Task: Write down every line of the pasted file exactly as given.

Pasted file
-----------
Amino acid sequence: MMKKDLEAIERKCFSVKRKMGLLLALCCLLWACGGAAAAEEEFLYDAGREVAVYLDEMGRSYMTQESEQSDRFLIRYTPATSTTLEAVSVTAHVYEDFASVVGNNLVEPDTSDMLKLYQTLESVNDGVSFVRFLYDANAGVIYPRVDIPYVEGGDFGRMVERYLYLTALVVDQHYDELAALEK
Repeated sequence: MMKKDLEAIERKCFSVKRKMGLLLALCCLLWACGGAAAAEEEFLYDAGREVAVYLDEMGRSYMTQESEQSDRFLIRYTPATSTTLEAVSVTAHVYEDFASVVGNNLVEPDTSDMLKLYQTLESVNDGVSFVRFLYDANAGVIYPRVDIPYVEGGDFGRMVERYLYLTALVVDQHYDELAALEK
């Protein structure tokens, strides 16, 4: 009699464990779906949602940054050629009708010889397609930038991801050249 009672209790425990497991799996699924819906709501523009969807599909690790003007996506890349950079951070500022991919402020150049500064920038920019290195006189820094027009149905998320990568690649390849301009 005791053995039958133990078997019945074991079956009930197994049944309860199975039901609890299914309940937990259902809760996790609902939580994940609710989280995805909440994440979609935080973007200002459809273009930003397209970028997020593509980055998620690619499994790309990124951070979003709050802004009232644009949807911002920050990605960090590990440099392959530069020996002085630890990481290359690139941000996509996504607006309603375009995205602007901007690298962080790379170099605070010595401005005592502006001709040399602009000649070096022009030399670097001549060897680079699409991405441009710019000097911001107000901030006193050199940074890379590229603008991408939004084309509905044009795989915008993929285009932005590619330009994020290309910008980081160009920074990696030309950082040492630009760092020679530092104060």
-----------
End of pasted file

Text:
Amino acid sequence: MMKKDLEAIERKCFSVKRKMGLLLALCCLLWACGGAAAAEEEFLYDAGREVAVYLDEMGRSYMTQESEQSDRFLIRYTPATSTTLEAVSVTAHVYEDFASVVGNNLVEPDTSDMLKLYQTLESVNDGVSFVRFLYDANAGVIYPRVDIPYVEGGDFGRMVERYLYLTALVVDQHYDELAALEK
Repeated sequence: MMKKDLEAIERKCFSVKRKMGLLLALCCLLWACGGAAAAEEEFLYDAGREVAVYLDEMGRSYMTQESEQSDRFLIRYTPATSTTLEAVSVTAHVYEDFASVVGNNLVEPDTSDMLKLYQTLESVNDGVSFVRFLYDANAGVIYPRVDIPYVEGGDFGRMVERYLYLTALVVDQHYDELAALEK
């Protein structure tokens, strides 16, 4: 009699464990779906949602940054050629009708010889397609930038991801050249 009672209790425990497991799996699924819906709501523009969807599909690790003007996506890349950079951070500022991919402020150049500064920038920019290195006189820094027009149905998320990568690649390849301009 005791053995039958133990078997019945074991079956009930197994049944309860199975039901609890299914309940937990259902809760996790609902939580994940609710989280995805909440994440979609935080973007200002459809273009930003397209970028997020593509980055998620690619499994790309990124951070979003709050802004009232644009949807911002920050990605960090590990440099392959530069020996002085630890990481290359690139941000996509996504607006309603375009995205602007901007690298962080790379170099605070010595401005005592502006001709040399602009000649070096022009030399670097001549060897680079699409991405441009710019000097911001107000901030006193050199940074890379590229603008991408939004084309509905044009795989915008993929285009932005590619330009994020290309910008980081160009920074990696030309950082040492630009760092020679530092104060």